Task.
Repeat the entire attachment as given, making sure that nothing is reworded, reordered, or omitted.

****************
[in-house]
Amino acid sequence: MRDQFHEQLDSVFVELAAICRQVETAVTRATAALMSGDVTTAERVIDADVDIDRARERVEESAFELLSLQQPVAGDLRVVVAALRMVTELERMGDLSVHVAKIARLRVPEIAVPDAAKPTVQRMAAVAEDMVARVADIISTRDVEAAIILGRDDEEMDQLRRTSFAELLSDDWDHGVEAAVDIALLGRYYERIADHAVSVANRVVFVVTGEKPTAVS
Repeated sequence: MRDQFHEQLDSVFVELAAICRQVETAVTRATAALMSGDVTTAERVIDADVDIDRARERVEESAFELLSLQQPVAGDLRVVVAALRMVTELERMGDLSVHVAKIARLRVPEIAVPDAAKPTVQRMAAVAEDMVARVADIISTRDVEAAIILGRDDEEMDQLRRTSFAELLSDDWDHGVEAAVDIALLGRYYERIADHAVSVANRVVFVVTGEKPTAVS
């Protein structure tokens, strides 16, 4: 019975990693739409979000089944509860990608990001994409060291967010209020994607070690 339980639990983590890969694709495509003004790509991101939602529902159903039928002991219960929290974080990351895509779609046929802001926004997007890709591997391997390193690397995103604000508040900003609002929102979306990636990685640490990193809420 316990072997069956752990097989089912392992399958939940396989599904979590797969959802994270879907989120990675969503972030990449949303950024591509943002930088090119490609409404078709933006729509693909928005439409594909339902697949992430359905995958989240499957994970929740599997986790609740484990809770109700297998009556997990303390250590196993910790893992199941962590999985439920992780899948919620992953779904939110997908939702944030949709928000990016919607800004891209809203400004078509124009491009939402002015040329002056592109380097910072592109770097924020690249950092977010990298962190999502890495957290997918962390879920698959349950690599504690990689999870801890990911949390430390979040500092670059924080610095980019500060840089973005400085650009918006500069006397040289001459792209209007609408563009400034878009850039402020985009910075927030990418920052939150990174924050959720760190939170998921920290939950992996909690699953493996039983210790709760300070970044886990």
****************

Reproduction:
[in-house]
Amino acid sequence: MRDQFHEQLDSVFVELAAICRQVETAVTRATAALMSGDVTTAERVIDADVDIDRARERVEESAFELLSLQQPVAGDLRVVVAALRMVTELERMGDLSVHVAKIARLRVPEIAVPDAAKPTVQRMAAVAEDMVARVADIISTRDVEAAIILGRDDEEMDQLRRTSFAELLSDDWDHGVEAAVDIALLGRYYERIADHAVSVANRVVFVVTGEKPTAVS
Repeated sequence: MRDQFHEQLDSVFVELAAICRQVETAVTRATAALMSGDVTTAERVIDADVDIDRARERVEESAFELLSLQQPVAGDLRVVVAALRMVTELERMGDLSVHVAKIARLRVPEIAVPDAAKPTVQRMAAVAEDMVARVADIISTRDVEAAIILGRDDEEMDQLRRTSFAELLSDDWDHGVEAAVDIALLGRYYERIADHAVSVANRVVFVVTGEKPTAVS
């Protein structure tokens, strides 16, 4: 019975990693739409979000089944509860990608990001994409060291967010209020994607070690 339980639990983590890969694709495509003004790509991101939602529902159903039928002991219960929290974080990351895509779609046929802001926004997007890709591997391997390193690397995103604000508040900003609002929102979306990636990685640490990193809420 316990072997069956752990097989089912392992399958939940396989599904979590797969959802994270879907989120990675969503972030990449949303950024591509943002930088090119490609409404078709933006729509693909928005439409594909339902697949992430359905995958989240499957994970929740599997986790609740484990809770109700297998009556997990303390250590196993910790893992199941962590999985439920992780899948919620992953779904939110997908939702944030949709928000990016919607800004891209809203400004078509124009491009939402002015040329002056592109380097910072592109770097924020690249950092977010990298962190999502890495957290997918962390879920698959349950690599504690990689999870801890990911949390430390979040500092670059924080610095980019500060840089973005400085650009918006500069006397040289001459792209209007609408563009400034878009850039402020985009910075927030990418920052939150990174924050959720760190939170998921920290939950992996909690699953493996039983210790709760300070970044886990």